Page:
Thu 17 Sep 2020: Carrying on as normal

There’s been much talk recently of reimposed restrictions, but that is not really the case. Expected lifting of restrictions has been postponed, and existing restrictions have remained in place with somewhat beefed-up enforcement powers.

The usual suspects have been whining about “whyyyyyyy” can people go to work in an office but not have all their colleagues come and visit them at home. All across the land – well, across the internet at any rate – went up the cry “but I don’t understaaaaaaand”. The cynical response is that “if there’s a till involved you can do it”, which isn’t quite true (you can do voluntary work in groups, and amateur organised sport, and so on, with no money changing hands) but it does get to the heart of the matter. Those groups are allowed to meet because the harm done by not allowing them to meet has been deemed to outweigh the benefits from prevention. I feel a bit like a stuck record here saying that working, and being a customer for other peoples’ work such as in a pub, is the best way to prevent poverty, and poverty is a far bigger killer than the plague. Likewise, volunteering for any number of good causes, even those unrelated to mitigating the effects of the lurgi, does far more good than harm. Likewise sport, which provides both physical and mental health benefits. All those things are allowed to go ahead with pestilence-mitigations: face masks, fewer customers than normal, being restricted to only 6 drinking buddies (hardly a restriction for the vast majority of drinkers anyway), washing your hands and your cricket ball several times during a game, and so on. All things that those too bloody thick to “understaaaaaaand” will not have in place in their homes.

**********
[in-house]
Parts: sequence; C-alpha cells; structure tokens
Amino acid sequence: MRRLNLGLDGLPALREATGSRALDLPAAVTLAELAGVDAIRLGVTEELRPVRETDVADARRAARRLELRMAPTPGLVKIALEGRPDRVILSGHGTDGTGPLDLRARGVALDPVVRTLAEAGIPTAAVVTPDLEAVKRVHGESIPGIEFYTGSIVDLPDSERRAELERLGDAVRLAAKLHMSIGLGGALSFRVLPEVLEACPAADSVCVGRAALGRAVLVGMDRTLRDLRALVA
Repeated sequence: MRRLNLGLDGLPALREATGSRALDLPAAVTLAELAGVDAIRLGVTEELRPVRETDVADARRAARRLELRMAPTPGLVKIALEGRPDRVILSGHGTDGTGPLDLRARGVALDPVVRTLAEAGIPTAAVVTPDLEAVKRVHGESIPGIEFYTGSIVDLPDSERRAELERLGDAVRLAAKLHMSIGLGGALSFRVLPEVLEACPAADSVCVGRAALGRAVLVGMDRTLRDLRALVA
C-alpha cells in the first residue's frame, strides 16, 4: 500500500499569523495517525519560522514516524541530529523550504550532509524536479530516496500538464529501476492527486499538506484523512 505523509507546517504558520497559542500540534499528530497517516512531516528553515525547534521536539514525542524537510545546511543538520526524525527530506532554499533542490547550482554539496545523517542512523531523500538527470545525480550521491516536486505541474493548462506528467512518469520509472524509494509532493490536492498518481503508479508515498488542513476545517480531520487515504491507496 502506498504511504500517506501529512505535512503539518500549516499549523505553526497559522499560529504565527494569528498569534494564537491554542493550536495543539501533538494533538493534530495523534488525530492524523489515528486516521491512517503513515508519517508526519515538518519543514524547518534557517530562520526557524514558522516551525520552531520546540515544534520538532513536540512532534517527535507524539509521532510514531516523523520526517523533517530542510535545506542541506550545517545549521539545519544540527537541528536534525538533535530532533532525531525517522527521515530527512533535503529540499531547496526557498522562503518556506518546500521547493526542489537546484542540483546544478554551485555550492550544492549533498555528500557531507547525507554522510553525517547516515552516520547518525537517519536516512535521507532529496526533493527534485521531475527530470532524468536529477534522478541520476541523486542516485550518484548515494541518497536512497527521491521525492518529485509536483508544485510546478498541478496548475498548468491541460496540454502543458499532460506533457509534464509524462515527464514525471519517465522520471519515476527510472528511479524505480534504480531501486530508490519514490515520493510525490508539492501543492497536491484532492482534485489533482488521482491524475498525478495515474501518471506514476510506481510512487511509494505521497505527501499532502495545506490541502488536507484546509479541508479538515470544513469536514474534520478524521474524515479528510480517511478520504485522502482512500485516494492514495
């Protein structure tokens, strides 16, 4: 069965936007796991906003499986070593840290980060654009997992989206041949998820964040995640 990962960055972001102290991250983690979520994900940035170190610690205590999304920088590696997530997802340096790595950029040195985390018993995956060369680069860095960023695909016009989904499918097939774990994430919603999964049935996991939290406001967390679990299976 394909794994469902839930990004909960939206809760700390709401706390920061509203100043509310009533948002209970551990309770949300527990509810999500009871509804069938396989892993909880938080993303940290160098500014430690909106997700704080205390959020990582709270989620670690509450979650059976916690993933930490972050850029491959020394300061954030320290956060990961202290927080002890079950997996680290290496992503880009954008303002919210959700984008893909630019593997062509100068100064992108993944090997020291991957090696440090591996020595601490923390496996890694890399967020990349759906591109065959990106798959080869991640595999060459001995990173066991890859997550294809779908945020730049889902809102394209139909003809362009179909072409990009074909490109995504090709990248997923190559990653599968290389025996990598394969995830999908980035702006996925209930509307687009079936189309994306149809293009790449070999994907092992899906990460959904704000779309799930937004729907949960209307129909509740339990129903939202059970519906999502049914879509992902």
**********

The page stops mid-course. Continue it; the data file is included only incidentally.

There’s also an understanding from government that clamping down hard won’t work anyway because the people are fed up and wouldn’t put up with it. The beefed-up enforcement powers are acceptable to most because they don’t affect them, they only affect those who were previously not paying attention to reasonable restrictions anyway.